Any church, regardless of size or available budget, can produce enough pages to do Evangelism by Search Engine.

Large sites often have other advantages too that come about by having people administering the website who pay attention to optimizing their websites for being found by search engines. Websites that pay even basic attention (and place some value) to search engine optimization are always rewarded with even better results and disproportionally higher visitors than those that don’t. They get more seekers knocking on their virtual front doors than websites that do little or nothing.

With a working domain stocked with as many pages as possible, the next step is to make sure that all of you pages are crawlable; that the search engines’ web crawlers can find and crawl all of your pages for indexing.

If the search engine crawlers can’t find your pages to read them and report what they find back to in indexing algorithms on the search engines’ servers, you won’t show up in the search engines’ indexes. When people search on a query that might otherwise show one of your pages, you won’t be shown at all because your pages are absent from the indexes.

Some webmasters make the mistake of not making it easy for crawlers to find all of their pages. Review your site and make sure that all of your pages can be easily found. It is not only good advice for making it easy for crawlers to find your content; it also helps humans (your visitors) to find your content too. This is a good thing.

Crawlers find pages just like we humans do; they follow the hyperlinks embedded in web pages. They discover you site in the first place because other sites have linked to your site; this is what sends the crawler to you site in the first place. Once landed in your website, the crawler then looks for links to all of the pages contained within your site (as well as links to other sites as well.) By looking at the links in your site to your own pages, the crawler ultimately discovers all of the pages you make available in your browseable interface (all of the links that users can click upon to get around in your site.)

The links in your browseable interface can be in any of your navigation (primary, secondary and tertiary) as well as simply links that are embedded in the text of the page.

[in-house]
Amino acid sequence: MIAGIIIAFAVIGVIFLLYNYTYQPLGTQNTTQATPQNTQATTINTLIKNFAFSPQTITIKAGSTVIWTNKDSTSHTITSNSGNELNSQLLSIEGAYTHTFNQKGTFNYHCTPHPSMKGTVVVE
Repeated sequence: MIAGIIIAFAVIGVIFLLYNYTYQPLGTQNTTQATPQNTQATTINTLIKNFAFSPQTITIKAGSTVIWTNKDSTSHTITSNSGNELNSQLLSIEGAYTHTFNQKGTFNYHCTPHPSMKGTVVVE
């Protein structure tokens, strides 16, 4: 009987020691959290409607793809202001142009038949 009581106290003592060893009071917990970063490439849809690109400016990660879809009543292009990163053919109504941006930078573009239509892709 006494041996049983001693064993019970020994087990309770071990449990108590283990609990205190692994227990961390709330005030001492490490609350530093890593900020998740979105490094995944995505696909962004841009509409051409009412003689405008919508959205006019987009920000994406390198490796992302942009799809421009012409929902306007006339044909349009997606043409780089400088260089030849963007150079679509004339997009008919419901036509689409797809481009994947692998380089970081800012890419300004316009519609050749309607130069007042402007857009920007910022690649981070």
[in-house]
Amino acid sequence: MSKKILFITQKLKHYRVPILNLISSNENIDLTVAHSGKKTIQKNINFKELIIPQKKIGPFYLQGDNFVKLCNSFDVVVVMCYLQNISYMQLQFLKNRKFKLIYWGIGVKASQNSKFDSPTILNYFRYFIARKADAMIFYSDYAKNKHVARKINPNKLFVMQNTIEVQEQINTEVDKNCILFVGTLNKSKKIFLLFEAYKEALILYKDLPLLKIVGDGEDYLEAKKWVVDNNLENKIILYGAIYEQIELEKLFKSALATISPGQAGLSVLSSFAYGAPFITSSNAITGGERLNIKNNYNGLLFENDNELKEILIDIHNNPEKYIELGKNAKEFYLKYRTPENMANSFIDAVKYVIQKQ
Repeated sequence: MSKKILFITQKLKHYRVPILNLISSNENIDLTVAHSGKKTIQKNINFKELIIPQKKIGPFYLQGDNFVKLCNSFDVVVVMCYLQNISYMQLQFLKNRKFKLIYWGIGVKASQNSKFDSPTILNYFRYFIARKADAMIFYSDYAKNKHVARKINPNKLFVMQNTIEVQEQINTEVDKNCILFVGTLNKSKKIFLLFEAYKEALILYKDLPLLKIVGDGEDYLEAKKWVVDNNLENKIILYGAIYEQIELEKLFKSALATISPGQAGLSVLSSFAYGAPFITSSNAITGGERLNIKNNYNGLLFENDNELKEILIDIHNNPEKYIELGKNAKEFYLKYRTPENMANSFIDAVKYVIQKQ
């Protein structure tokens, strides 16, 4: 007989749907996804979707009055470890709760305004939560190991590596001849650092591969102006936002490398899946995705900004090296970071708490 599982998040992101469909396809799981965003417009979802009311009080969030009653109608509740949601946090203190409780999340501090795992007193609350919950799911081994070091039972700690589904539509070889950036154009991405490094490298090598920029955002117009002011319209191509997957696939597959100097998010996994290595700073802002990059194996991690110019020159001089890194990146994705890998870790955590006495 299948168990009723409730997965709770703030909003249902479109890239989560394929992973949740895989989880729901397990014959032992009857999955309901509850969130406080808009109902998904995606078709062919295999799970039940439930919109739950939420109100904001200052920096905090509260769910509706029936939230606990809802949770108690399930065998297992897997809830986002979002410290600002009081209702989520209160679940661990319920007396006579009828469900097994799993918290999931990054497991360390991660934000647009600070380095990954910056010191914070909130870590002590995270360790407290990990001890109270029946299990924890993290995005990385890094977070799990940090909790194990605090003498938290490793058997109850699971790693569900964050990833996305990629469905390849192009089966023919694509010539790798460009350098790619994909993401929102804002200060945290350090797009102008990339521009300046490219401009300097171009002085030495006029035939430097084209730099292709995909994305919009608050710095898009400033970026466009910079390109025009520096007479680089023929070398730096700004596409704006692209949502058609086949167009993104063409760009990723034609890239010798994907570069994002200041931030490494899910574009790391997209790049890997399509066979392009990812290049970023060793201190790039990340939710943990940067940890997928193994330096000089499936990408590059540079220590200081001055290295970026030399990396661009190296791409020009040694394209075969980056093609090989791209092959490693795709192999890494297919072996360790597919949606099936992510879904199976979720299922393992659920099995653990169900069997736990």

The designs of your various navigation schemes are very important not only for your human visitors but also for any crawlers visiting your site. Also remember that crawlers might not come in from your home page; they can come into your site from anywhere and land in any page in your site at any time. For example, one of the ways crawlers find your pages is by crawling other sites that might contain one or more links to one or more of your pages. The crawlers will use these links harvested from third-party sites to enter your site via the linked page (which might not be your home page.) From that landing page, the crawlers (and your human visitors too) should also be able to easily navigate to other pages in your site too.

Don’t lock up or hide your public content; make it easy to find with as few clicks as possible regardless of how or where the crawler (or human user) enters your site.

There are also two important technical things you can do to make your website very crawler friendly: put both a robot.txt file and a sitemap.xml file in your web root folder.

The robot.txt file is a simple text file that uses the Robot Exclusion Standard. See http://en.wikipedia.org/wiki/Robots_exclusion_standard and http://www.robotstxt.org/ for more information.

The robots.txt file lets any webmaster give certain instructions to crawlers coming into the websites. These instructions can be placed a text file called robots.txt in the root of the web site hierarchy (e.g. https://www.example.com/robots.txt). The robots.txt file contains certain defined instructions in a specific format. Well-behaved crawlers that elect to follow the instructions (compliance is voluntary on the part of the people building the crawler) first fetch this file and read the instructions before attempting to fetch any other file or page from the web site. If the robots.txt file doesn't exist, crawlers coming into any website assume that the webmaster wishes to provide no specific instructions, and crawls everything it can find in the entire website through the browsable interface.

The robots.txt file can be made with any program/text editor (like Notepad) to by various generators that can be found on the Internet.

Some crawlers also support a “sitemap” directive in the robots.txt file that allows the crawler to discover links to one or more sitemap.xml files in the same robots.txt in the file. The sitemap.xml file provides additional important information for the search engines that use the standard. Google invented the standard, but it is also supported by Bing, Yahoo and Ask.